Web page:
Swami Kriyananda, a direct disciple of Paramhansa Yogananda, founder of Ananda Sangha, and a known authority on Kriya Yoga, elucidates the difference between yoga and ordinary exercise.
Yoga postures are very different from ordinary exercise. It is a mistake even to call the postures exercises, in the usual sense of the word. Their purpose is not to strengthen the muscles. They emphasize relaxation quite as much as they do tension. Unlike most physical exercises, they do not excite; rather, they eliminate excitement from the system.
An important difference between these postures and other systems of exercise is that in yoga practice one must never strain. Relax, never force yourself, into the prescribed positions. Stretch only slightly, if at all, beyond the point of comfort. You will be astonished to see how many poses you can accomplish by progressively deeper relaxation.
The yogi should act always from a center of poise and calmness, of mental and physical relaxation. When I first met my Guru, Paramhansa Yogananda, he told me that, while sitting in a chair giving interviews, he was not even aware of his body below the chest. To be able so completely to relax the body when not using it, it is necessary first to be in full control of it; to be able at will to be fully conscious of every muscle.
The yoga postures are not only a series of physical positions but exercises in mental awareness. The yogi must try to become conscious of the energy as it directs the muscular movements.
Between poses, he should calmly withdraw his energy from the periphery of his body; he should rest within himself. Savasana, the Corpse Pose, is particularly recommended for these peaceful interludes.
The yogi is enjoined to practice moderation in everything. He should avoid eating too much, or too little. He should not sleep too much, nor too little. (More than seven hours' sleep at night only drugs the nervous system.) He should be especially moderate in his sex life. Sexual over-indulgence causes tremendous drain on natural vitality. Continence, if it has the full consent of the mind, can be a tremendous factor in helping one to achieve full vigor, mentally and physically, and to attain deep spiritual insight.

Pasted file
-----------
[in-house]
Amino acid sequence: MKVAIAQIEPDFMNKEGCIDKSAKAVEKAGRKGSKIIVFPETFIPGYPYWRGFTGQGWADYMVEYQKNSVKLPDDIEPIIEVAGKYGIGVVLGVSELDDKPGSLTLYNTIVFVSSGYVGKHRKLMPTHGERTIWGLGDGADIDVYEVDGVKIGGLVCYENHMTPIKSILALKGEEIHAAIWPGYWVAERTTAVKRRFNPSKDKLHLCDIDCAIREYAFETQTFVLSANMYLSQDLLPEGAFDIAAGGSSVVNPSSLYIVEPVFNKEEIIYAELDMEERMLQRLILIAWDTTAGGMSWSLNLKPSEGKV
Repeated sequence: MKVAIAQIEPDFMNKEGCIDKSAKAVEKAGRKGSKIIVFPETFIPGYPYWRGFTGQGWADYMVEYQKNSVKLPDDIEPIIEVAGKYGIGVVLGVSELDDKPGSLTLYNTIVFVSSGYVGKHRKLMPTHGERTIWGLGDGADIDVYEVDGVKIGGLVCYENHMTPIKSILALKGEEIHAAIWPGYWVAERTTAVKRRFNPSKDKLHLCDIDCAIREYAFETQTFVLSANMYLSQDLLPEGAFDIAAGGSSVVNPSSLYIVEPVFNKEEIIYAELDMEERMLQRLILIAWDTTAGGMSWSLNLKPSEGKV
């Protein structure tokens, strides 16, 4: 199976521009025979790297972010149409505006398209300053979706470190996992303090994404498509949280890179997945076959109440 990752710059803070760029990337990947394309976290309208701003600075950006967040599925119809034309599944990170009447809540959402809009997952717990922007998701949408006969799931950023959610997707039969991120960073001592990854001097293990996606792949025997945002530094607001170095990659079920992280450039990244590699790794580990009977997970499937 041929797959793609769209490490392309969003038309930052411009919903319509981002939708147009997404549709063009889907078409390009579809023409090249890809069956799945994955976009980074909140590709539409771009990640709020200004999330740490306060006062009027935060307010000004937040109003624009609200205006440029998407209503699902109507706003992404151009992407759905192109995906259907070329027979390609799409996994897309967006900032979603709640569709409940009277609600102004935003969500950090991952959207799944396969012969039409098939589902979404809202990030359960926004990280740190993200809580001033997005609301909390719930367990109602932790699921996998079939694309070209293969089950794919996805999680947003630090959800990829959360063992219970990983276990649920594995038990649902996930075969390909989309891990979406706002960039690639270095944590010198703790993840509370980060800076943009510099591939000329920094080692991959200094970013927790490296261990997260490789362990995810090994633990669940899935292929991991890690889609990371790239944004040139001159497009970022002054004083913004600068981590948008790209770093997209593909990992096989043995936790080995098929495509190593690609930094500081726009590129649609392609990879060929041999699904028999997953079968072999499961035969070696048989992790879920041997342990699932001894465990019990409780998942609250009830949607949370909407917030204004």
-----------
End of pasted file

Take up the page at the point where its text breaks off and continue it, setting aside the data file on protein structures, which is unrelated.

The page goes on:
Yoga practices help one to live in harmony with the forces of nature. The yoga postures should always, if possible, be practiced out-of-doors, or by an open window.
They should be practiced on an empty stomach or at least three hours after eating. It is preferable that the body be warm when performing them. But don't practice immediately after strenuous activity; or so long that the postures themselves result in over-exertion and fatigue.
Women should use caution if they wish to do yoga postures during the first day or two of the menstrual period.
The postures should not be practiced, save with the greatest of caution, when the body is unwell. Any posture that gives rise to a feeling of pain (other than muscular) in the chest, abdomen or brain should be abandoned until the cause has been ascertained. People with high blood pressure should avoid all but the most gentle poses.
The duration of each posture must be increased gradually. People beginning these postures after middle age should be particularly careful to start slowly, with the easier poses, bit by bit working up to the more difficult ones.